|Sony RX100 IV« »||2359||n||3.0||1228||tilting||n||2000||16.0||Y||Y||Sony RX100 IV|
|Sony A7 II« »||2400||n||3.0||1230||tilting||n||8000||5.0||n||Y||Sony A7 II|
|Sony A7R« »||2400||n||3.0||1230||tilting||n||8000||4.0||n||n||Sony A7R|
|Sony A99« »||2359||Y||3.0||1229||full-flex||n||8000||6.0||n||Y||Sony A99|
The reported shutter speed and shutter burst refer to the use of the mechanical shutter. In addition, both cameras feature an electronic shutter, which makes completely silent shooting possible. However, this mode is less suitable for photographing moving objects (risk of rolling shutter) or shooting under artificial light sources (risk of flickering).
The A7R III writes its imaging data to SDXC or Memory Stick PRO Duo cards, while the Q Typ 116 uses SDXC cards. The A7R III features dual card slots, which can be very useful in case a memory card fails. In contrast, the Q Typ 116 only has one slot.
Connectivity comparison: Sony A7R III vs Leica Q Typ 116
For some imaging applications, the extent to which a camera can communicate with its environment can be an important aspect in the camera decision process. The table below provides an overview of the connectivity of the Sony Alpha A7R III and Leica Q (Typ 116) and, in particular, the interfaces the cameras (and selected comparators) provide for accessory control and data transfer.
|Sony A7R III»||Y||stereo||mono||Y||Y||micro||3.1||Y||Y||Y||Sony A7R III|
|Leica Q Typ 116«||Y||stereo||mono||-||-||micro||2.0||Y||Y||-||Leica Q Typ 116|
|Canon T6i« »||Y||stereo||mono||Y||-||mini||2.0||Y||Y||-||Canon T6i|
|Canon T6s« »||Y||stereo||mono||Y||-||mini||2.0||Y||Y||-||Canon T6s|
|Canon G7 X« »||-||stereo||mono||-||-||micro||2.0||Y||Y||-||Canon G7 X|
|Leica M10« »||Y||-||-||-||-||-||-||Y||-||-||Leica M10|
|Nikon Z7« »||Y||stereo||mono||Y||Y||micro||3.1||Y||-||Y||Nikon Z7|
|Pentax K-1« »||Y||stereo||mono||Y||Y||micro||2.0||Y||-||-||Pentax K-1|
|Sony A7 III« »||Y||stereo||mono||Y||Y||micro||3.1||Y||Y||Y||Sony A7 III|
|Sony A9« »||Y||stereo||mono||Y||Y||micro||2.0||Y||Y||Y||Sony A9|
|Sony A99 II« »||Y||stereo||mono||Y||Y||micro||2.0||Y||Y||Y||Sony A99 II|
|Sony A7R II« »||Y||stereo||mono||Y||Y||micro||2.0||Y||Y||-||Sony A7R II|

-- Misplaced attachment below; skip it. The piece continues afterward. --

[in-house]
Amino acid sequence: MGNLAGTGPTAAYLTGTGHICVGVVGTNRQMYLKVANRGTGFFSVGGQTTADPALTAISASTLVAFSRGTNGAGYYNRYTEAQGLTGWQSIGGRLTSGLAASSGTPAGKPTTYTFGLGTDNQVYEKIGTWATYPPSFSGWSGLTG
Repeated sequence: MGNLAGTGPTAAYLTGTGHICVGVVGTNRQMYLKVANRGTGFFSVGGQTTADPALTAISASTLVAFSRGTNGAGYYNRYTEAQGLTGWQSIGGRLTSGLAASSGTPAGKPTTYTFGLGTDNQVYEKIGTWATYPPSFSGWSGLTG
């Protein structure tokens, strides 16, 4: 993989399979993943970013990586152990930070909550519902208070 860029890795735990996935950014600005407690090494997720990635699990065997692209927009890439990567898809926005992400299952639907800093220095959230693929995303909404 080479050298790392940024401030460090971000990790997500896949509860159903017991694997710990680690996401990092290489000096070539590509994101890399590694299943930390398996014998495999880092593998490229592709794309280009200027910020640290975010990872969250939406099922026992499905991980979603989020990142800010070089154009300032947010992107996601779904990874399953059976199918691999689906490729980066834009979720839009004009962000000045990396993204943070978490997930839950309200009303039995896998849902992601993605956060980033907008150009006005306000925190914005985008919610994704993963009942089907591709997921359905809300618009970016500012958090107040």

|Sony A7S II« »||Y||stereo||mono||Y||Y||micro||2.0||Y||Y||-||Sony A7S II|
|Sony RX100 IV« »||-||stereo||mono||-||-||micro||2.0||Y||Y||-||Sony RX100 IV|
|Sony A7 II« »||Y||stereo||mono||Y||Y||micro||2.0||Y||Y||-||Sony A7 II|
|Sony A7R« »||Y||stereo||mono||Y||Y||micro||2.0||Y||Y||-||Sony A7R|
|Sony A99« »||Y||stereo||mono||Y||Y||mini||2.0||-||-||-||Sony A99|
It is notable that the A7R III has a microphone port, which is missing on the Q Typ 116. Such an external microphone input can help to substantially improve the quality of audio recordings when a good external microphone is used.
Both the A7R III and the Q Typ 116 are recent models that feature in their makers' current product line-up. The A7R III replaced the earlier Sony A7R II, while the Q Typ 116 does not have a direct predecessor.
Review summary: Sony A7R III vs Leica Q Typ 116
So what conclusions can be drawn? Is the Sony A7R III better than the Leica Q Typ 116 or vice versa? A synthesis of the relative strong points of each of the models is listed below.
Reasons to prefer the Sony Alpha A7R III:
- More detail: Offers more megapixels (42.2 vs 24MP) with a 33% higher linear resolution.
- Maximized detail: Lacks an anti-alias filter to exploit the sensor's full resolution potential.
- High quality composites: Can combine several shots after pixel-shifting its sensor.
- Better image quality: Scores substantially higher (15 points) in the DXO overall assessment.
- Richer colors: Generates images with noticeably better colors (1.7 bits more color depth).
- More dynamic range: Captures a larger spectrum of light and dark details (2 EV of extra DR).
- Better low-light sensitivity: Requires less light for good images (0.7 stops ISO advantage).
- Better video: Provides higher definition movie capture (4K/30p vs 1080/60p).
- Better video autofocus: Features on-sensor phase-detection for more confident movie autofocus.
- Better sound: Can connect to an external microphone for higher quality sound recording.
- Better sound control: Has a headphone port that enables audio monitoring while recording.
- More detailed LCD: Has a higher resolution rear screen (1440k vs 1040k dots).
- More flexible LCD: Has a tilting screen for odd-angle shots in landscape orientation.
- Faster shutter: Has higher mechanical shutter speed (8000/sec vs 2000/sec) to freeze action.
- More flexible: Accepts interchangeable lenses, so that lens characteristics can be altered.
- Longer lasting: Can take more shots (650 versus 300) on a single battery charge.
- Better sealing: Is weather sealed to enable shooting in dusty or wet environments.
- Sharper images: Has hand-shake reducing image stabilization built-in.
- Faster data transfer: Supports a more advanced USB protocol (3.1 vs 2.0).
- Easier wireless transfer: Supports Bluetooth for image sharing without cables.
- Greater peace of mind: Features a second card slot as a backup in case of memory card failure.
- More modern: Reflects 2 years and 4 months of technical progress since the Q Typ 116 launch.
Advantages of the Leica Q (Typ 116):
- Better moiré control: Has an anti-alias filter to avoid artificial patterns to appear in images.
- Ready to shoot: Has an integrated lens, whereas the A7R III necessitates an extra lens.
- More compact: Is smaller (130x80mm vs 127x96mm) and will fit more readily into a bag.
- Less heavy: Has a lower weight even though it has a lens built in (unlike the A7R III).
- More prestigious: Has the Leica luxury appeal, which ensures a high resale value.